Opinions expressed here are my own and do not represent the views of the congregation I joyfully serve. But my congregation loves me!

Thursday, June 23, 2011

Nazareth, North Dakota: A Review

Now and then a publicist will ask me to review a book. If I think it is interesting I will. Two things piqued my interest about the novel, Nazareth, North Dakota.


The first is that I am familiar with North Dakota, having grown up in neighboring Montana.

The second is that the novel is a contemporary retelling of the birth and life of Jesus (up to his baptism).


Part of the fun is guessing who the characters in the novel represent in the Bible. There is a list at the end, but readers are advised to read the novel first before checking out who's who. I obeyed. It was more fun that way.

It is not a "Christian" book. What I mean by that is that the author, Tommy Zurhellen, does not want to get you "saved" or to imprint evangelical morality upon his readers. He is telling a story of characters that have a loose connection with their biblical counterparts.

At one point some local preachers are discussing Jan (John the Baptist):

"Point is, this Jan is a rabble-rouser, pure and simple."

"This is North Dakota," the man replied with a chuckle. "All we got is rabble."

Ben Runkle had been listening. "Excuse me," he said, rising slowly from his seat, leaning his arms on the pew in front of him. "If I'm not mistaken, Elijah was a rabble-rouser. Jonah, too." He licked his dry lips and drew a long breath. He carried the hangdog look of a man who'd spent a life telling people what they didn't want to hear. "But what if it's true? What if this Brother Jan is truly a prophet, sent by God?"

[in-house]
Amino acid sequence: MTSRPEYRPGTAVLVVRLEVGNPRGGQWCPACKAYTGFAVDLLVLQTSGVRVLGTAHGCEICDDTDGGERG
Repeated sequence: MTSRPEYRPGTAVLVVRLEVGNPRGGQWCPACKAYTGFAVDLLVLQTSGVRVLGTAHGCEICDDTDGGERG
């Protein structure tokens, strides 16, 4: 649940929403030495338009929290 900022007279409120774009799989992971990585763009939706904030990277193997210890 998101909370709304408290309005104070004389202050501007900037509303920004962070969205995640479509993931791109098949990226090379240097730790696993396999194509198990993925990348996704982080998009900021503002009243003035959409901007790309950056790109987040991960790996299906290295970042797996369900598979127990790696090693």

Pastor White laughed. "You can't be serious."

"Brothers, we all say we're men of god. We say our job is to prepare the way for the coming of the Messiah on earth. But what if the Messiah did come from a little town in North Dakota? Would we even know it?"

"Trust me, reverend," Yarbrough said. "Nothing good ever came out of Nazareth."
The descriptions ring true. We all know the preacher who has "carried the hangdog look of a man who'd spent a life telling people what they didn't want to hear."

The framework is the biblical legend. The real story involves the characters themselves. It is a life of cigarettes and alcohol, of crooked sheriffs and heavy metal. It is the life of folks getting by in North Dakota with all the quirkiness, disappointments, and moments of grace that small town life offers and withholds.

Nazareth, North Dakota is a fun, first novel. Read an interview about the book with the author here. I look forward to the sequel.
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